Maybe Donald Trump is trying to beat a personal record or something. That can be the only explanation for how many days so far in his presidency he’s spent either relaxing at, or at least visiting, one of his properties around the world.
Saturday marked day number 97, as he paused at the Trump International Hotel Waikiki after a brief stop at the floating memorial to the USS Arizona at Pearl Harbor. Trump is on his way to a 5-country tour of Asia, during which he will be visiting first Japan, then South Korea, China, Vietnam, and finally the Philippines. On paper, the trip looks like a factory tour of the countries that export the majority of cheaply-made goods to America, but ostensibly, the purpose is to measure and maintain support for keeping pressure on North Korea.
It surprised everyone in the press pool that Trump elected to stop at the luxury resort, which he does not own but instead simply bears his name.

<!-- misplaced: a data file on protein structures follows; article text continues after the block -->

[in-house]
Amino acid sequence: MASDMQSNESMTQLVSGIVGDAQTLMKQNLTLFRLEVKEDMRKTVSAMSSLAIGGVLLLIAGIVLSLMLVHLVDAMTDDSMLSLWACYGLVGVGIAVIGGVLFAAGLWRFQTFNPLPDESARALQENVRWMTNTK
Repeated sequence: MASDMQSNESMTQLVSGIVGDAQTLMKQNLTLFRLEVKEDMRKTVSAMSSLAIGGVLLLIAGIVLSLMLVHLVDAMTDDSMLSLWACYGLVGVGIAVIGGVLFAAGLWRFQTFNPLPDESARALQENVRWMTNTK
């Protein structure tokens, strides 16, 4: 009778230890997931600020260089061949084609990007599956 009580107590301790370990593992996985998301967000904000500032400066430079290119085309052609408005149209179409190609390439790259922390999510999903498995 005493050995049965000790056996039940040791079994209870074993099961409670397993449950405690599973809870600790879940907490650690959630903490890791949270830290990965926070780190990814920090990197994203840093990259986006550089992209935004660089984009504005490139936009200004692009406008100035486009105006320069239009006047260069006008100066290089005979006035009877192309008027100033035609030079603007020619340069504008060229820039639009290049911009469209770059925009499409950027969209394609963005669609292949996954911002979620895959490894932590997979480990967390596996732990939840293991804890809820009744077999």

Per pool, Trump stopped by the Trump Int’l Hotel Waikiki on his way to the airport.
Makes it his 97th day at a Trump property as president.
— Kyle Griffin (@kylegriffin1) November 4, 2017
On way to airport, POTUS made unexpected stop at Trump hotel Waikiki just now after spending the night at a non-Trump branded property
— Noah Gray (@NoahGrayCNN) November 4, 2017
On way to airport, President Trump makes brief unannounced stop at a property bearing his name in Waikiki – the Trump International Hotel
— Steve Brusk (@stevebruskCNN) November 4, 2017
But since the Asia tour is official business, that means that America is footing the bill for his photo-op outside Trump International. And Trump has long since proved that he doesn’t just care about properties he actually controls, he cares about the maintenance of his own branded name.
Trump’s lackey Sarah Huckabee Sanders excused the stop as a “thank you” to employees of the hotel, who, once again, have nothing to do with American business:
— Steve Herman (@W7VOA) November 4, 2017
At this point, Trump isn’t even pretending to care about the Emoluments Clause of the Constitution or whether his actions look appropriate.
Featured image via Win McNamee/Getty Images